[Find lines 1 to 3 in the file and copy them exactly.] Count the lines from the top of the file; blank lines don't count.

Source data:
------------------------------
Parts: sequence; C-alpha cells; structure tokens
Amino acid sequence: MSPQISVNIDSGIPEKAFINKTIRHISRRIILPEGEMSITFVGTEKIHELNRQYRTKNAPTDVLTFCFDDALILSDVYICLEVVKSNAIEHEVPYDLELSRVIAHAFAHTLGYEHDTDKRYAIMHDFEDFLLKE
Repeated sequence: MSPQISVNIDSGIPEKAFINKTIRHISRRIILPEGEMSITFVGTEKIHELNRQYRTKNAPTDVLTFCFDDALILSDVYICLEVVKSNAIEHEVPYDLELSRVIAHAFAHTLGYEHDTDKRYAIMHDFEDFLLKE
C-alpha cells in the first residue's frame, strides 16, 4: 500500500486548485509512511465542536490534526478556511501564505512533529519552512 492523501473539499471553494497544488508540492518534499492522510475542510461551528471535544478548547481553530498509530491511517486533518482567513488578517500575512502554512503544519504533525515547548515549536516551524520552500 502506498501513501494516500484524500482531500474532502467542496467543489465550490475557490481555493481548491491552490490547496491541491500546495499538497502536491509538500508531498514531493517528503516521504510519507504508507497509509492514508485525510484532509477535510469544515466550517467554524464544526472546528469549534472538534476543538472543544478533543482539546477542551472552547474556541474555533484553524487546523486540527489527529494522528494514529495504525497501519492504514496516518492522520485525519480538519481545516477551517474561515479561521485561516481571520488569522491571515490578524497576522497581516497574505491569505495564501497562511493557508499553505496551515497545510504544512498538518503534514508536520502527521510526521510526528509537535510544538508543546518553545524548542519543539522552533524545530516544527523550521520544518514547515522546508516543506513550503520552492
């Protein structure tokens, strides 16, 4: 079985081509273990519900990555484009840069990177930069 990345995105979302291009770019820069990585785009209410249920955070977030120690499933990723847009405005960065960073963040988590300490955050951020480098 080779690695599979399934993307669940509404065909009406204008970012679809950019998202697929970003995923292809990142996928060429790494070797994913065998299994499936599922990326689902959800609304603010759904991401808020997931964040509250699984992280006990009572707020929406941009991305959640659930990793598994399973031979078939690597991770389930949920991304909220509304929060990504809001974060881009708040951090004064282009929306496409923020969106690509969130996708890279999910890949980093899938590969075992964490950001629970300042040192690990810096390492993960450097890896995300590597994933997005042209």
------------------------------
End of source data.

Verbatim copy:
Parts: sequence; C-alpha cells; structure tokens
Amino acid sequence: MSPQISVNIDSGIPEKAFINKTIRHISRRIILPEGEMSITFVGTEKIHELNRQYRTKNAPTDVLTFCFDDALILSDVYICLEVVKSNAIEHEVPYDLELSRVIAHAFAHTLGYEHDTDKRYAIMHDFEDFLLKE
Repeated sequence: MSPQISVNIDSGIPEKAFINKTIRHISRRIILPEGEMSITFVGTEKIHELNRQYRTKNAPTDVLTFCFDDALILSDVYICLEVVKSNAIEHEVPYDLELSRVIAHAFAHTLGYEHDTDKRYAIMHDFEDFLLKE